The corporation has an extremely long and complex history in Euro-Atlantic law and politics. Its story spreads from the Roman Empire through medieval Christendom to the expansion of early-modern and modern European empires and the so-called industrial, consumer, and financial revolutions. Moreover, notions of how to define a corporation, why it exists, and – perhaps most notoriously – what rights it does and should possess reflect and even sometimes produce broader cultural, political, social, legal, economic, and ideological contexts. Thus, the degree to which thinkers have or have not treated the ‘corporation question’ as an historical one has deeply informed the sorts of answers they have found on some of the most significant controversies over the twenty-first century global corporation: the nature of corporate personhood; the moral and legal obligations and liabilities of the corporation; the relationship between the corporation and other sources of political and economic power, particularly the nation-state; and more.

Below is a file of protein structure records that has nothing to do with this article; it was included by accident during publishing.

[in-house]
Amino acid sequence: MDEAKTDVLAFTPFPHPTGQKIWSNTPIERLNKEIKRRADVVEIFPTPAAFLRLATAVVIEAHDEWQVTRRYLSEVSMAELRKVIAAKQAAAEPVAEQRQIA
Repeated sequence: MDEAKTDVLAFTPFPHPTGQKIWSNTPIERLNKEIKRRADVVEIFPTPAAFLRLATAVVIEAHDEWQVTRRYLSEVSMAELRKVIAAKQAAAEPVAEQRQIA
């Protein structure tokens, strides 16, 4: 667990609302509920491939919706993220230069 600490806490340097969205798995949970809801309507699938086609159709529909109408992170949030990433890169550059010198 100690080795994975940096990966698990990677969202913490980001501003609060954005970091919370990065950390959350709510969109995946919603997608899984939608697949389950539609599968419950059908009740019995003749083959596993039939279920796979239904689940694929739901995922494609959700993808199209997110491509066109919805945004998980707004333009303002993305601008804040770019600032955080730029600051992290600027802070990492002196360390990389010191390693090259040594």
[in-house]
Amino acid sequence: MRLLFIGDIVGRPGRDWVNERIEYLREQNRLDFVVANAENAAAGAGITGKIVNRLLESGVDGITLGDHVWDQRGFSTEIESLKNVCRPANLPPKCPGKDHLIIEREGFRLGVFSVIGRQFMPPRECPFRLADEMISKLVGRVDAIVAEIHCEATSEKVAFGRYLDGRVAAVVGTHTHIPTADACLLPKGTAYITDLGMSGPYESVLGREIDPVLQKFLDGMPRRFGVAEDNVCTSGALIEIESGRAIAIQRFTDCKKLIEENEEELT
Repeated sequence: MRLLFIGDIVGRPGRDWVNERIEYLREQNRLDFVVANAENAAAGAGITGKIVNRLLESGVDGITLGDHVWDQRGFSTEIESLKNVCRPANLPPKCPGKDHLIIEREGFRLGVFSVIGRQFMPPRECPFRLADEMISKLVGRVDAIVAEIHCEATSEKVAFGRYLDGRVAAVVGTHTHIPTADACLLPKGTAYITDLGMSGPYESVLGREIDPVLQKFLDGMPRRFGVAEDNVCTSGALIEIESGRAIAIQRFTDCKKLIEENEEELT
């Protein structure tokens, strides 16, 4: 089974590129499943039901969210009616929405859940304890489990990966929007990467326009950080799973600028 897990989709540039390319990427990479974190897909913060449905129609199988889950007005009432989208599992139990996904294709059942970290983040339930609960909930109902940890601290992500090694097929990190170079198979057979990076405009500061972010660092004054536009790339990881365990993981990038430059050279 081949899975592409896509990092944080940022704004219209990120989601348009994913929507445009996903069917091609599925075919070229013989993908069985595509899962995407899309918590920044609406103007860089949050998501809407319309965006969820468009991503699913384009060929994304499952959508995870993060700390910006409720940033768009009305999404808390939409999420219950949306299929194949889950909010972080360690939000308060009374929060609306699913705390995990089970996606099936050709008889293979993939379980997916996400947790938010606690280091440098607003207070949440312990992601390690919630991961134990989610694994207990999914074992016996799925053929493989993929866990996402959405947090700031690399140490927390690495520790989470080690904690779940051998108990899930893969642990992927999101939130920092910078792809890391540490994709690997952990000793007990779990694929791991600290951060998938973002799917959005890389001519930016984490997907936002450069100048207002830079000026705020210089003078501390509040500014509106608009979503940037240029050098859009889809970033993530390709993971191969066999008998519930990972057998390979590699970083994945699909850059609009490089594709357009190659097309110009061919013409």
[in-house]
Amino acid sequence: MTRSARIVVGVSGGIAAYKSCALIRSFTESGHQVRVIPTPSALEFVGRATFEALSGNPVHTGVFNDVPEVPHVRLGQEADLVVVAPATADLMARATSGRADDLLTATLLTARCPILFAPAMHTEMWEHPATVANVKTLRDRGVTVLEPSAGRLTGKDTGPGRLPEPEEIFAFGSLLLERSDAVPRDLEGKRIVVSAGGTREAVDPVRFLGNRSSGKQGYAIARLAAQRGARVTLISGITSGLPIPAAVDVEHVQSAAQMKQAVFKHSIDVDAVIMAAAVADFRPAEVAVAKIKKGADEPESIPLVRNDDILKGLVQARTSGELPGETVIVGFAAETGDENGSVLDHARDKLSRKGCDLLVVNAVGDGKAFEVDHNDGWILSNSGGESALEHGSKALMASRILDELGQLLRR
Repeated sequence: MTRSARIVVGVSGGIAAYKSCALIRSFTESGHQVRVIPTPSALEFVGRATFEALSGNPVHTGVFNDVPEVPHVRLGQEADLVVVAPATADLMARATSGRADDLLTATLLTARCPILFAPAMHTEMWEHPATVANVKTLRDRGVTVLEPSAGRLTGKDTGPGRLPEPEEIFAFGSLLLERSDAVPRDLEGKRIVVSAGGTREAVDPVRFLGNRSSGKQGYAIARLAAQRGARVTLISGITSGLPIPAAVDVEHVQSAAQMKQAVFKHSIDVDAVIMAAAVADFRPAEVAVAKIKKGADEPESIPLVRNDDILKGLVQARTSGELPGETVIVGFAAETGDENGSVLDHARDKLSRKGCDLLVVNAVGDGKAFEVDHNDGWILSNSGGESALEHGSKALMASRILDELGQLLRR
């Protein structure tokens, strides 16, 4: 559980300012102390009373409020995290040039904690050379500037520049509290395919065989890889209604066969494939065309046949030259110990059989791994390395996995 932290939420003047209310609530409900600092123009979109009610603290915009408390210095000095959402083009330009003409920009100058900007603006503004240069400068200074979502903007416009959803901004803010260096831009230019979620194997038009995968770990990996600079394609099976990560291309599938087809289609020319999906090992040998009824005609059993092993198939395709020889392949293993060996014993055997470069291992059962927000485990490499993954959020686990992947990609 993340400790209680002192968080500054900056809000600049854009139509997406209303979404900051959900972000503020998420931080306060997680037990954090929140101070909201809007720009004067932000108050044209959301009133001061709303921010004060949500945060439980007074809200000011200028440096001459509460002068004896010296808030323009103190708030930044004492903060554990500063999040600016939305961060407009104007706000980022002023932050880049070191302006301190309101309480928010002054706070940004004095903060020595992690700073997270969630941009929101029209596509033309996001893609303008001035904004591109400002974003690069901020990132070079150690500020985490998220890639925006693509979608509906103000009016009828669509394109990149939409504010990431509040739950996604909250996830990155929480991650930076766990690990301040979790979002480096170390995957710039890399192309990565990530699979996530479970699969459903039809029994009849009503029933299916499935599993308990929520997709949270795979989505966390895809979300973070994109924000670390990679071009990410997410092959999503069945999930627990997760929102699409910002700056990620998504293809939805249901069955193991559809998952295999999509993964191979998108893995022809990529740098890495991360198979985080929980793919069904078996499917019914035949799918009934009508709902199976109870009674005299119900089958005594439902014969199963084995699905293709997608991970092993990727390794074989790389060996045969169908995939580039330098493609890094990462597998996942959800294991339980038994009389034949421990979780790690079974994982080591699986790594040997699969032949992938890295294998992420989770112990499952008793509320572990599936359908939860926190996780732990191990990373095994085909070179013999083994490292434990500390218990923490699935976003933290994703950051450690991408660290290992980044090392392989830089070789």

Envisioning the history and historiography of the corporation as fundamentally intertwined projects, this chapter sets out to offer an overview of the development of the Anglo-American corporation within the context of the world that developed alongside it. In so doing, however, the chapter pays particular attention to the ways in which, at each of these stages of development, conceptions or debates over the corporation's history itself have informed and determined its standing at law and among the public. The chapter begins by examining the ways in which ancient, medieval, and early-modern commentators, for whom history was inseparable from politics, law, religion, and various other enterprises, understood the corporation and its role in society. From there, it traces the ways in which the corporation was transformed in the nineteenth century, both in theory and practice; here too, one can see a direct relationship between the changing nature of the corporation and the way its history was told and retold, particularly as its nature was redefined from a public to a private body at law.